Similarly, the “inserting” for the set-like types isn’t really right. The value argument is out of place. This should be the signature:

add :: (Ord a, Foldable f) 
    => f a -> TrieSet a -> TrieSet a
add :: (Ord a, Foldable f)
    => f a -> TrieBin a -> TrieBin a

In particular, while we have an “empty” thing (0, False) for monoids, we need a “one” thing (1, True) for this function. A semiring2 gives this exact method:

class Monoid a => Semiring a where
  one :: a
  mul :: a -> a -> a
  
instance Num a => Semiring (Sum a) where
  one = 1
  mul = (*)

instance Semiring Any where
  one = Any True
  Any x `mul` Any y = Any (x && y)

This class is kind of like a combination of both monoid wrappers for both Int and Bool. You could take advantage of that:


class (Monoid add, Monoid mult)
  => SemiringIso a add mult | a -> add, a -> mult where
    toAdd    :: a -> add
    fromAdd  :: add -> a
    toMult   :: a -> mult
    fromMult :: mult -> a
  
(<+>), (<.>) :: SemiringIso a add mult => a -> a -> a

x <+> y = fromAdd  (toAdd  x <> toAdd  y)
x <.> y = fromMult (toMult x <> toMult y)

instance SemiringIso Int (Sum Int) (Product Int) where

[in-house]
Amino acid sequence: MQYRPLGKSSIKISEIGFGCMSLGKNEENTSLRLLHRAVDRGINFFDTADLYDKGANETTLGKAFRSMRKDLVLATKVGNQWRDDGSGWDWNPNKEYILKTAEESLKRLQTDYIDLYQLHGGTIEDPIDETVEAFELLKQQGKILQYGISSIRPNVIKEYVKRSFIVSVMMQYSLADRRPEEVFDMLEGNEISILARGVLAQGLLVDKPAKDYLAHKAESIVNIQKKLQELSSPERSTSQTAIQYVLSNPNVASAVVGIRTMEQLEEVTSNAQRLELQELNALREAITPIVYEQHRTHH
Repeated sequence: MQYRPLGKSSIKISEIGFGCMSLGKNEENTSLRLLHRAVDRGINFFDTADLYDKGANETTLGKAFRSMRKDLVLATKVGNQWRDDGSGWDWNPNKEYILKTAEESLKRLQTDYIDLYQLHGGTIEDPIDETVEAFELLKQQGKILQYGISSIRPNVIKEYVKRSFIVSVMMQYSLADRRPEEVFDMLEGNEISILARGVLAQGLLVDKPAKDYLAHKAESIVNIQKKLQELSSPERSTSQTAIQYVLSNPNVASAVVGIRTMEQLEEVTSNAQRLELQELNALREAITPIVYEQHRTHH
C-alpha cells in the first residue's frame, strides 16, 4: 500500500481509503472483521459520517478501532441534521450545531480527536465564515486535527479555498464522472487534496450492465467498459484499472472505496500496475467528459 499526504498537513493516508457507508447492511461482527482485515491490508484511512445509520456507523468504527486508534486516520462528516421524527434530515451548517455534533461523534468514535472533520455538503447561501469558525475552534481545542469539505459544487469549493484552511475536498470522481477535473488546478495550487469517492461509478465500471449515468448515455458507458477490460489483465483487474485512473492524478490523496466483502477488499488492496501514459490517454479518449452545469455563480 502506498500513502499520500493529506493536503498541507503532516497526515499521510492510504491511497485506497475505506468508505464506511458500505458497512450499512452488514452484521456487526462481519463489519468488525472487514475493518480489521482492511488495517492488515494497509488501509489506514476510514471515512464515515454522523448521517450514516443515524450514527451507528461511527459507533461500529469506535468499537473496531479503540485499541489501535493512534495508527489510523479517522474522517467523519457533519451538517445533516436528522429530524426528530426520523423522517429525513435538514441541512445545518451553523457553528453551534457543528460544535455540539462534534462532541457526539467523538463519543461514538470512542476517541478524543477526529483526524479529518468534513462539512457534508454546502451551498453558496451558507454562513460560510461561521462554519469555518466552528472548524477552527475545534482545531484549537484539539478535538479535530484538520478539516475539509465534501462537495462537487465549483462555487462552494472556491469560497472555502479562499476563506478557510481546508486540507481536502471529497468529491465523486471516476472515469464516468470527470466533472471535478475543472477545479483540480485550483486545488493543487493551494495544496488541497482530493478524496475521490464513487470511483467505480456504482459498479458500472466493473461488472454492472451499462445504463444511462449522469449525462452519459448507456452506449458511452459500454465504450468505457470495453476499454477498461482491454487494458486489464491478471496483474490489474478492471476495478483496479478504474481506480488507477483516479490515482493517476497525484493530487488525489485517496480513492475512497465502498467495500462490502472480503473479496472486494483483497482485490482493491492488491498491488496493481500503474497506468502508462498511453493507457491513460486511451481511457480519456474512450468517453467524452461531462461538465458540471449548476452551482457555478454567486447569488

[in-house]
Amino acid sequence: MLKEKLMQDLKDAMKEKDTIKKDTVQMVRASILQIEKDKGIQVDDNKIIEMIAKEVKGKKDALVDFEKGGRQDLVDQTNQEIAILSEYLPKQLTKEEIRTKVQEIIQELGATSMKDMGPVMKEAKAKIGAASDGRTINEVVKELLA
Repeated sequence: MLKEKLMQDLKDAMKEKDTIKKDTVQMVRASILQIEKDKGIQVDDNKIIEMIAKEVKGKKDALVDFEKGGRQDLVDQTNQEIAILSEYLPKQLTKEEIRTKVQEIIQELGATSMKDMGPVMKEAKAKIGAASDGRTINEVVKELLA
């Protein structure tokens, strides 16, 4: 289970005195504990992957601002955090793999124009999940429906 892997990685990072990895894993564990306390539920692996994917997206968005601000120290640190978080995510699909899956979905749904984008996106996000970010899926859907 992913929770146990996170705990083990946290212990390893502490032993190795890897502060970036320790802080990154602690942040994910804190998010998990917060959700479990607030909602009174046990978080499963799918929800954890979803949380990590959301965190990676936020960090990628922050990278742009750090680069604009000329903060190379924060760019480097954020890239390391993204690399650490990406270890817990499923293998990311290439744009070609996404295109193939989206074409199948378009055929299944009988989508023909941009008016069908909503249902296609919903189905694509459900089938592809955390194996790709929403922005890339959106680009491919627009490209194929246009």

toAdd    = Sum
  fromAdd  = getSum
  toMult   = Product
  fromMult = getProduct

instance SemiringIso Bool Any All where
  toAdd    = Any
  fromAdd  = getAny
  toMult   = All
  fromMult = getAll

But it seems like overkill.

Anyway, assuming that we have the functions from Semiring, here’s the add function:

add :: (Foldable f, Ord a, Semiring b) 
    => f a -> Trie a b -> Trie a b
add xs = foldr f b xs where
  b (Trie p c) = Trie (one <> p) c
  f e a (Trie n c) = 
    Trie n (Map.alter (Just . a . fold) e c)

Now, expressions can be built up without specifying the specific monoid implementation, and the whole behaviour can be changed with a type signature:

instance (Ord a, Semiring b) => IsList (Trie a b) where
  type Item (Trie a b) = [a]
  fromList = foldr add mempty
  toList = undefined
ans :: Semiring b => b
ans = lookup "abc" (fromList ["abc", "def", "abc", "ghi"])
ans :: Sum Int
Sum {getSum = 2}
ans :: Any
Any {getAny = True}

Slightly fuller implementations of all of these are available here.


  1. Kind of like program inference in lieu of type inference

  2. This isn’t really a very good definition of semiring. While Haskell doesn’t have this class in base, Purescript has it in their prelude.